Tuesday, September 29, 2009

I Spit on You BECAUSE I Like You

I was sitting at the dining room table this morning, enjoying a cup of coffee and a few chapters from Kathy Griffin's new book when Spike the Hotness Monster started buzzing around my legs. I had already fed him, so unless he was sporting a tapeworm that I didn't know about then he wanted something else. Engrossed in the book, I did not hustle to the demands of his royal catness, which clearly did not sit well with him because after 30 seconds of gentle nuzzling, he sank his fangs into my big toe. Not in an aggressive way, but in a "Bitch, get your fat ass off that chair and get me some crunchies ASAP" kind of way.

Not one to be bullied, I shooed him away, but he came back for a second helping, this time taking on the tender little pinkie toe. Again, I shooed him away. When I stood up to go take a shower he darted toward his food bowl with the bell on his collar tinkling in the quiet of the pre-children hours of the morning. I must admit, he's very savvy about showing me exactly what he wants.

I fed the cat again and went off to shower. By the time I got out of the shower, the boy was up and the morning routine had gotten the house buzzing. When my son got in the shower I sat down again to continue the book. Again, there was a gnawing on my big toe. My big toe is freakishly large, yet Spike had managed to encircle it in its entirety with his teeth. WTF? Why must I be denied a few precious moments of quiet? I get up at five in the morning so that I can ease into the day in quiet solitude, not to have my feet assaulted by razor sharp cat teeth.

Finally defeated, I stood up and he ran toward the front door. Again, I was appreciative of the fact that he was bright enough to ask for what he wanted, but hated the fact that he chose to get my attention in such a painful manner. I opened the door and let him out and he disappeared into the bushes like a secret agent.

I trudged upstairs to get dressed. I selected my clothes and laid them on the bed, sitting down to put my socks on. I immediately felt something cold and wet under my behind. I jumped up and turned around to find Brownie the Wonder Dog looking up at me with a soulful yet guilty expression. She had licked an area of the sheet about 12" in diameter, a habit that she has had since she was a puppy. She has always been a very "mouthy" dog. She likes to lick the couch, the bed, the rug, the floor. I find it repulsive, but I forgive her the habit because she is so wonderful in other ways.

I finished getting dressed and got ready to go, feeling like I really needed another shower to get all the animal spit off me. As I opened the door to leave, Spike darted back into the house. Brownie, hearing the bell on Spike's collar came running to greet her kitty friend. She did this by (gently) putting Spike's entire head in her mouth. Spike returned the favor with a nuzzle and a lick of Brownie's chest. I walked out the door feeling great. I had immediately gone from feeling like a like a toesickle to feeling like an appreciated friend, even if I was a friend whose toes probably smelled like catfood.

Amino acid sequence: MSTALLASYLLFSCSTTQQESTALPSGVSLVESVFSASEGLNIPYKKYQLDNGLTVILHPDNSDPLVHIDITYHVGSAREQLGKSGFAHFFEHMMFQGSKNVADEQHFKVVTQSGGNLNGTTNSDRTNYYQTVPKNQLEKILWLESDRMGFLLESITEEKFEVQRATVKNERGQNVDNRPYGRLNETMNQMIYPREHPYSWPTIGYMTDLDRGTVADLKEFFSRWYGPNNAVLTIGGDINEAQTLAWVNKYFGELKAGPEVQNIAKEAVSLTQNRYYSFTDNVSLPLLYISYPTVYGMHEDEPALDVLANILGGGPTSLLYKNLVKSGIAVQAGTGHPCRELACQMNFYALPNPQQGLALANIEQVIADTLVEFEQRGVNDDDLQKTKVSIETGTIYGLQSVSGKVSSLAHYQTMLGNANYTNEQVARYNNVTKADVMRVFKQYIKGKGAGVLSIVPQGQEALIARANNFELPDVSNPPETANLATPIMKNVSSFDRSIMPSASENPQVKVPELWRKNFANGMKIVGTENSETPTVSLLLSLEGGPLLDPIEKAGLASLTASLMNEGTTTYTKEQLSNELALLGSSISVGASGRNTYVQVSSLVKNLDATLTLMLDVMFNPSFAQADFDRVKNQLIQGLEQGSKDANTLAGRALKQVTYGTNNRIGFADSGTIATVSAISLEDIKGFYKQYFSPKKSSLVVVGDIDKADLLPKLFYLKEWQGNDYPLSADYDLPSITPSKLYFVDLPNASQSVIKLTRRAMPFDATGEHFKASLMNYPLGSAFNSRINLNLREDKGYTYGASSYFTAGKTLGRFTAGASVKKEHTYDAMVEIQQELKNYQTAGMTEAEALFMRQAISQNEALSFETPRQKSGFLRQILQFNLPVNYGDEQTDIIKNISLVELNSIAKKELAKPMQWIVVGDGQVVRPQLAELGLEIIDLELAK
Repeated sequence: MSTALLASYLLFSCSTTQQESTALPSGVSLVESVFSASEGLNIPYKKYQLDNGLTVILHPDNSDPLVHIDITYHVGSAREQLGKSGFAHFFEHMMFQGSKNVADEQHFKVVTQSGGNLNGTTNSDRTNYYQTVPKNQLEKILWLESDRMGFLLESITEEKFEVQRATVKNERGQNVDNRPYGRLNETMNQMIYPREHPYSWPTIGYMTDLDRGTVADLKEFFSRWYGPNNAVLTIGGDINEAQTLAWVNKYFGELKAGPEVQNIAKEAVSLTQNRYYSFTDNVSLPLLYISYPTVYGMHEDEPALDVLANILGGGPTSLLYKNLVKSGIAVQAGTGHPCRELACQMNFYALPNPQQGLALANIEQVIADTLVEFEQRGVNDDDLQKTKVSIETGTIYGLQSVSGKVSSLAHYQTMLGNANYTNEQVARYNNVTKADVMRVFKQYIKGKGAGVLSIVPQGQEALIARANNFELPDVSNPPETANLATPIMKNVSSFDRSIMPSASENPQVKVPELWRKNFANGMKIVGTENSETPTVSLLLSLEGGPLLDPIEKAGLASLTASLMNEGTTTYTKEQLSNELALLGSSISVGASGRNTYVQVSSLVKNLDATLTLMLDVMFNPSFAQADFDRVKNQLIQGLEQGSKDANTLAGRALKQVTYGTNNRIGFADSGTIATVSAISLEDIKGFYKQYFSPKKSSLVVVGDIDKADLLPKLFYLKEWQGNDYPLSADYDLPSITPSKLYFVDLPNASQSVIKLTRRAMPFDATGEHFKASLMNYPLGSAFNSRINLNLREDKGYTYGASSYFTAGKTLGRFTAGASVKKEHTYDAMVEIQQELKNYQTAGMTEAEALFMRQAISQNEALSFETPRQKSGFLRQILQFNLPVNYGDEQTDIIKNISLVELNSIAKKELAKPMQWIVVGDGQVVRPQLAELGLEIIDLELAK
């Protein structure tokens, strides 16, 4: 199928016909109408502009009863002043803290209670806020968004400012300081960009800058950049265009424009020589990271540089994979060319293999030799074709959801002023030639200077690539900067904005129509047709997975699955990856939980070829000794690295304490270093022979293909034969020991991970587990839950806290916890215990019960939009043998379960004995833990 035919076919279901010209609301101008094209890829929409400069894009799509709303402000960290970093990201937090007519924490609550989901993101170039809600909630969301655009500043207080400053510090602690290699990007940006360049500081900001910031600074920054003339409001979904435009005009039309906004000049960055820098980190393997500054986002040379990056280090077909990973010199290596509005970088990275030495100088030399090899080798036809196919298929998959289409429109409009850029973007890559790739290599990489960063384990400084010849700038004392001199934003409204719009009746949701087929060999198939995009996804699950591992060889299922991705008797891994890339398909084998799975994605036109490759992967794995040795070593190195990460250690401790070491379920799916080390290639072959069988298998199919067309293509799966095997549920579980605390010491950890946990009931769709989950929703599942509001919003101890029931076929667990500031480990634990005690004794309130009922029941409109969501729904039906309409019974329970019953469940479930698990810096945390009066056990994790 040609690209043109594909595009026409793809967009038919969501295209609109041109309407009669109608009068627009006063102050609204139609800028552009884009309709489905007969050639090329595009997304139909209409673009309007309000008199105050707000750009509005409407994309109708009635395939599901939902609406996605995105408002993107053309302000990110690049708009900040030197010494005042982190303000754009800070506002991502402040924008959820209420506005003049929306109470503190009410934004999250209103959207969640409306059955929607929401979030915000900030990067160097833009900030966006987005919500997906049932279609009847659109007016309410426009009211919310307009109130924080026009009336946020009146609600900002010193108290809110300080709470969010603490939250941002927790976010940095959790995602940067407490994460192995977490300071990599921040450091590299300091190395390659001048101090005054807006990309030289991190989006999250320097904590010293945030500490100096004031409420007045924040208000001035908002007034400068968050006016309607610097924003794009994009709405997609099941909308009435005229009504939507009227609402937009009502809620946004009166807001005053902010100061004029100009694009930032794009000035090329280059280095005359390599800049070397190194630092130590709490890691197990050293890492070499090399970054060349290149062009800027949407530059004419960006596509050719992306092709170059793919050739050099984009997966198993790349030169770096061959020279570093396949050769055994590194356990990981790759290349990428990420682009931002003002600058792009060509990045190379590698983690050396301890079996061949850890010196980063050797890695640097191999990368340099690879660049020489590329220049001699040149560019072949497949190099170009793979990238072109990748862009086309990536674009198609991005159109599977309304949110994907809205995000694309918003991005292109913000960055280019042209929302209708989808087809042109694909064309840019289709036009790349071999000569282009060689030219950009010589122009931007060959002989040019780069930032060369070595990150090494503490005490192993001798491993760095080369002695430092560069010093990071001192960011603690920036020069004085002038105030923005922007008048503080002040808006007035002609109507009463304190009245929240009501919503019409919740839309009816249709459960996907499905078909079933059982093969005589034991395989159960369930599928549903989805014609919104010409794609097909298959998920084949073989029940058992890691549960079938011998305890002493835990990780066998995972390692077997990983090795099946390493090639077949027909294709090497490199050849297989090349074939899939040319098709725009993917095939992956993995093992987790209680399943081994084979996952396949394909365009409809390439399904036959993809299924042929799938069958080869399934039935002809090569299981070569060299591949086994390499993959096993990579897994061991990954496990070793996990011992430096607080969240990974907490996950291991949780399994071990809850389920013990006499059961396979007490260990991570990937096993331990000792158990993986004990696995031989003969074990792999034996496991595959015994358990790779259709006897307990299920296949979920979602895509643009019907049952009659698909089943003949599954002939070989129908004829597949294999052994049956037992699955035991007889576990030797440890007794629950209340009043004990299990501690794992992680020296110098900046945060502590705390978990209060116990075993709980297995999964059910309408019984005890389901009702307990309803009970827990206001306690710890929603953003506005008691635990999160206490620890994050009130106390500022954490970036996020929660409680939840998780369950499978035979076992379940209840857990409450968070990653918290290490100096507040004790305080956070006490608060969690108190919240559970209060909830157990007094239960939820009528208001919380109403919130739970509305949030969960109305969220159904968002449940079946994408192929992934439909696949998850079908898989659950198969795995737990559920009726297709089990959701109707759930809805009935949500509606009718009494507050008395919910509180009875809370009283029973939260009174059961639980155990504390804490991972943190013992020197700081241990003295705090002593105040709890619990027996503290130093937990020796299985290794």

Saturday, September 26, 2009

Honestly? An Award for Me?

Hey, look at this, I got an award! Kyslp over at Stir Fry Awesomeness gave me the Honest Scrap award. Honest Scrap? How do you think she means this?

Do you think she means scrap as in "to fight" as that would relate directly back to my last post. Or maybe she means it as an abeviation of the word "is" as in 's crap, which yeah, that is somethimes true. Not every post can be a work of art you know. Or perhaps scrap relates to the tiny bit of information that is imparted here. I am neither instructional nor particularly informational. Well, whatever the Honest Scrap award means, I am thankful to have gotten it, so thanks Kyslp!

So, here are the rules of engagement:

  1. Choose a minimum of 7 blogs that you find brilliant in content or design.

  2. Show the seven winners names and links on your blog and leave a comment telling them that they have won an Honest Scrap Award.

  3. List 10 honest things about yourself.

OK, those are the award rules. In addition, my personal rules for selecting nominees are as follows -

  • If I follow you, I already think you are awesome. So everyone on my follow list is award eligible.

  • I will try not renominate anyone that I have tagged recently. I am trying not to give a lot of homework.

  • I will not be upset or offended if you don't have time or inclination to play the game. If you want to grab your award and make a breif acceptance speech (I will have my musical director play you off if you go over 200 characters), then that's ok too. This is about showing appreciation, not making people stress over the process.

  • If I visit your site and see no evdience of awards, I will assume that you are not a player and will not nominate you. If I have gotten this wrong (ie. your blog is very new or all your awards got wiped out in a bizarre computing accident), then just let me know in the comments section that you are game and I will pounce like a tiger the next award I get.

Phew! That was a lot of pre-show. And the nominees are (drumroll please):

Pee Wee over at Ummmm - Also known as the Yoga Bitch, girlfriend cracks me up. I particulartly like her Granny Bitch segments.

Angelika - One of the first blogs I started reading. She's more than a little obsessed with House.

Learning the Art of Slow - Jen has a lovely take on life.

Talk of the Dog - I love to keep up with what Haley is doing over in her back yard in California. Her 10 truths would be interesting. Like, why the neighbor's cat is missing, the origin of that yellow stain in the living room, etc.

Aria at Aria'z Ink - To her, parenting is R rated. I think she's on to something there.

Hmmm. That's only five. Oh, well. Anyone else on my reader list either recently got an award from me or does not show any visible interest in awards on their blog. Please know that if I read you, I heart you and would love to nominate you, but I don't want to impose. Yes, this is from the same woman that got mideval on a Marshalls employees ass with a pile of socks. Out of character does not even begin to cover that incident. OK, no more digression. On to my truth or my 'T' as the fabulous Lady Chablis likes to say. And for those of you that know her, NO, I don't hide my candy.